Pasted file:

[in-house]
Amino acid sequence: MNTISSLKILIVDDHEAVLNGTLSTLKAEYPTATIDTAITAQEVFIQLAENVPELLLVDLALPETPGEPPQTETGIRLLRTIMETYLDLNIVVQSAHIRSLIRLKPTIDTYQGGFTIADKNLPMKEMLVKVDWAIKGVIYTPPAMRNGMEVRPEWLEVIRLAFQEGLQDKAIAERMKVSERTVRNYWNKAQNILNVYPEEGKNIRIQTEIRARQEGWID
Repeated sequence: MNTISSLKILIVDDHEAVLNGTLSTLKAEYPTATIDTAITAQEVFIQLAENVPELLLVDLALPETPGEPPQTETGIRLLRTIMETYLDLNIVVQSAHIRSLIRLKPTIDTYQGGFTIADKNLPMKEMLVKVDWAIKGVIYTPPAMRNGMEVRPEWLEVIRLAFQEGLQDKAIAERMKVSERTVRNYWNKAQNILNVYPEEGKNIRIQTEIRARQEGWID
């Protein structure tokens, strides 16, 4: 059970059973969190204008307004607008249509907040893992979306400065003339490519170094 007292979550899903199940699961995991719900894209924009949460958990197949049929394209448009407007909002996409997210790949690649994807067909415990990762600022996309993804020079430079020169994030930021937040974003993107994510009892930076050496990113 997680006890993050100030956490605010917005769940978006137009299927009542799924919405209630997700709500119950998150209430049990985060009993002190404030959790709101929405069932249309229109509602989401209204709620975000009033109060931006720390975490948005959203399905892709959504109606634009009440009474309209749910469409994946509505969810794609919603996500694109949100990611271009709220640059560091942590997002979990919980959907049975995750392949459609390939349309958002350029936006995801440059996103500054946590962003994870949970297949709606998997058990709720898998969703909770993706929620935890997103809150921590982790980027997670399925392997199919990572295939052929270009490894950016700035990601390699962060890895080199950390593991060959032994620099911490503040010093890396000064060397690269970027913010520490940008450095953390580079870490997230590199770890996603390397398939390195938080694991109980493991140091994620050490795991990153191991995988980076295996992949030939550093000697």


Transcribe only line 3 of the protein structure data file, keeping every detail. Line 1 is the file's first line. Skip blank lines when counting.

Repeated sequence: MNTISSLKILIVDDHEAVLNGTLSTLKAEYPTATIDTAITAQEVFIQLAENVPELLLVDLALPETPGEPPQTETGIRLLRTIMETYLDLNIVVQSAHIRSLIRLKPTIDTYQGGFTIADKNLPMKEMLVKVDWAIKGVIYTPPAMRNGMEVRPEWLEVIRLAFQEGLQDKAIAERMKVSERTVRNYWNKAQNILNVYPEEGKNIRIQTEIRARQEGWID